The Authority of Experience in Learning to Teach: Messages from a Physics Methods Class

Hugh Munby, Tom Russell
1994 Journal of Teacher Education  
This paper develops the idea of "the authority of experience" to explain the unease about teacher education represented in comments of 19 graduate students enrolled in a preservice physics education methods course which combined on-campus classes and teaching placements. Interviews with the student teachers after the first half of the year-long course are organized under four themes: expectations about learning to teach, observation skills, the credibility of a professor who teaches every day,
more » ... nd overall perspectives on teacher education. The study found that teacher education is a transition from being under authority to being in authority, and this is an uneasy transition: some students wished to be told what to do when they assume authority, and some did not; some students saw no point to classes that did not speak directly to what to do as teachers, and others found such discussions appealing; some found the professor to be authoritative because he was also teaching secondary school physics, while others found his colleagues no less credible for other reasons. The paper recommends that the authority of experience be brought to the surface so that it is not ignored by students. This can be accomplished through metaphor, life histories, narrative, and journals. (Contains 18 references.) (JDD)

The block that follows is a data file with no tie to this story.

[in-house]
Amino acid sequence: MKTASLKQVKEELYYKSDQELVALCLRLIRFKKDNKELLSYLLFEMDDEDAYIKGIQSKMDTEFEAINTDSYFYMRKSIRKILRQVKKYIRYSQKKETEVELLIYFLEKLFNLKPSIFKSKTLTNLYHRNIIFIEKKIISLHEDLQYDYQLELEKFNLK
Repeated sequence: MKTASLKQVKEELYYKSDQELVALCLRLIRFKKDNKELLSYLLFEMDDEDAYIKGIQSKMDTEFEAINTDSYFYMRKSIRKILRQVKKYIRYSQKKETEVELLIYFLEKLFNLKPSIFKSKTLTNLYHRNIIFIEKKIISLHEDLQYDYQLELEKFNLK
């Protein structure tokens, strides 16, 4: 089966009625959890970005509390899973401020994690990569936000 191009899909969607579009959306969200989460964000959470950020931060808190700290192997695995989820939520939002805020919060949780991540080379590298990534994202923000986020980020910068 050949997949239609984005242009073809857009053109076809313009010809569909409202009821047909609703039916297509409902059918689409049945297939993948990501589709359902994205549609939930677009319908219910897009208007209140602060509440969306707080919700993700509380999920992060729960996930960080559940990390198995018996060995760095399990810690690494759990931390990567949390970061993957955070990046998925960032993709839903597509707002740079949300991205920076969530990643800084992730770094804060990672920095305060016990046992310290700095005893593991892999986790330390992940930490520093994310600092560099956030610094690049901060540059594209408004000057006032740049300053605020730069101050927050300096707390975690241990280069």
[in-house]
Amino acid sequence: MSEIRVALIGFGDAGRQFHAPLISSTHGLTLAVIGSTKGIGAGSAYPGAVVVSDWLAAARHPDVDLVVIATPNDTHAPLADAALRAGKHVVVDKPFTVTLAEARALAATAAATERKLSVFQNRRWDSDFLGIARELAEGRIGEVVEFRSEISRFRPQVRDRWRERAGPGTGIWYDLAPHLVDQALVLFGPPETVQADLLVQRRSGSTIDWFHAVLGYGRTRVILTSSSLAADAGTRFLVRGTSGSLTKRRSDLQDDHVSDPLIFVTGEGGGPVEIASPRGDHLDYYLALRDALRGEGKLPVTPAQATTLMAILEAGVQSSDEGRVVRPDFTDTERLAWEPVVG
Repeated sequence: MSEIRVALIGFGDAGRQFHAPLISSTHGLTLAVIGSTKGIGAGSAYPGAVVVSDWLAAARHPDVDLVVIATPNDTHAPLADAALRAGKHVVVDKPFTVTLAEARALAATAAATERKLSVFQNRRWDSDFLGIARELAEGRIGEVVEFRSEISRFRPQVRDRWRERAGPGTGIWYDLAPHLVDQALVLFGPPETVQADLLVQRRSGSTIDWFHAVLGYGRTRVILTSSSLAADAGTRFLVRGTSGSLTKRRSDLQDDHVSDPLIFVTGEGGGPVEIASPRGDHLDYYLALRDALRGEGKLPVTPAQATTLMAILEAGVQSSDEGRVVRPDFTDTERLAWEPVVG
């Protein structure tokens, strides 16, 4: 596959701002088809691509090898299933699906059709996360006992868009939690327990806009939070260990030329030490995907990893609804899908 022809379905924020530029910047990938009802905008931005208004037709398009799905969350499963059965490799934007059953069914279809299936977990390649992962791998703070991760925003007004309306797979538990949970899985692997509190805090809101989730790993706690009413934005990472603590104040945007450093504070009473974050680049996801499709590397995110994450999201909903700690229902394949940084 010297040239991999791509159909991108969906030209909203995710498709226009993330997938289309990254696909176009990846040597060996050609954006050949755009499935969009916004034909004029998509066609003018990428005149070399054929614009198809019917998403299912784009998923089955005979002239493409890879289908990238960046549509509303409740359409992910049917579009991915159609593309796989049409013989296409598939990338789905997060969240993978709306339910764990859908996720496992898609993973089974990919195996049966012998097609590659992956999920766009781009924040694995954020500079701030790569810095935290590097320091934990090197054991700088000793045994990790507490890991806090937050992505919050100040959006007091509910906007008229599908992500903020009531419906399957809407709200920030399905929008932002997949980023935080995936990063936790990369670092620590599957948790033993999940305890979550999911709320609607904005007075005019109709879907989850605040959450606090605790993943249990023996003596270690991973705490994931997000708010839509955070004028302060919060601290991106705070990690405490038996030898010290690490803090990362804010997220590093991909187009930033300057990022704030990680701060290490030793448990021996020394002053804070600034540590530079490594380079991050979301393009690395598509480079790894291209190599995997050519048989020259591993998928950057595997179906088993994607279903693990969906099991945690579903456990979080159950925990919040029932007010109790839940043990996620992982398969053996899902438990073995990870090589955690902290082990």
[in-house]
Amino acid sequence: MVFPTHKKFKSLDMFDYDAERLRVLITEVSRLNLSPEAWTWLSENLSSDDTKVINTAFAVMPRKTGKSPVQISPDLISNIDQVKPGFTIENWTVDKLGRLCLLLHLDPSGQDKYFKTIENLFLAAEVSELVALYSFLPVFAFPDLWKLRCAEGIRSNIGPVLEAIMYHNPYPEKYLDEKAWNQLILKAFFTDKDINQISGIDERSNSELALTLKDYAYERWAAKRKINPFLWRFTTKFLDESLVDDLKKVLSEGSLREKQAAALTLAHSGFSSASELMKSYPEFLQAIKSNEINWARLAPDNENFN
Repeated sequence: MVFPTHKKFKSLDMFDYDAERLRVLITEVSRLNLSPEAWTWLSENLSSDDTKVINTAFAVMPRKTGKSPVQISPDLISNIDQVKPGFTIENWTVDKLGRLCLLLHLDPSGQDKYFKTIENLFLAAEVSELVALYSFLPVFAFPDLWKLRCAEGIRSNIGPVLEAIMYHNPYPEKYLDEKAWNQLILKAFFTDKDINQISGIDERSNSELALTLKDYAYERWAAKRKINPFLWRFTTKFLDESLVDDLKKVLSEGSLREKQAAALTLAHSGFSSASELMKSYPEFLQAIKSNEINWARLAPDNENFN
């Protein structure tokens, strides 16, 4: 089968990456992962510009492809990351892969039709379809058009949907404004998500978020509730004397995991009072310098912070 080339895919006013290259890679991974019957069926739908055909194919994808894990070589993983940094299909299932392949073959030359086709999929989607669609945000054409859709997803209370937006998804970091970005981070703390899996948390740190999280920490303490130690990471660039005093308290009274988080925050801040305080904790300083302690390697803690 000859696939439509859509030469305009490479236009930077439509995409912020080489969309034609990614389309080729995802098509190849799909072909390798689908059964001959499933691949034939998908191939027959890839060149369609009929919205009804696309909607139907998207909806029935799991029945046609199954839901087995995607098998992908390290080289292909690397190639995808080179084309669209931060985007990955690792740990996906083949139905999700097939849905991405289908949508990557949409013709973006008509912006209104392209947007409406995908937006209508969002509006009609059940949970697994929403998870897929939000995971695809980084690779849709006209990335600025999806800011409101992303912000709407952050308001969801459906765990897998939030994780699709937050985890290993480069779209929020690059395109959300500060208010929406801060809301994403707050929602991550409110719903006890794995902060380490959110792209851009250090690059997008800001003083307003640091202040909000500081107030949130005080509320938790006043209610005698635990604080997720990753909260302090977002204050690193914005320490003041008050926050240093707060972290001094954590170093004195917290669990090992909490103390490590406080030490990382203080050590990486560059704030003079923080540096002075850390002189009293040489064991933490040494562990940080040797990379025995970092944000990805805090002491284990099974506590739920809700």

doi:10.1177/0022487194045002002 fatcat:gknwyf7d2zellolb7aruf5ggzy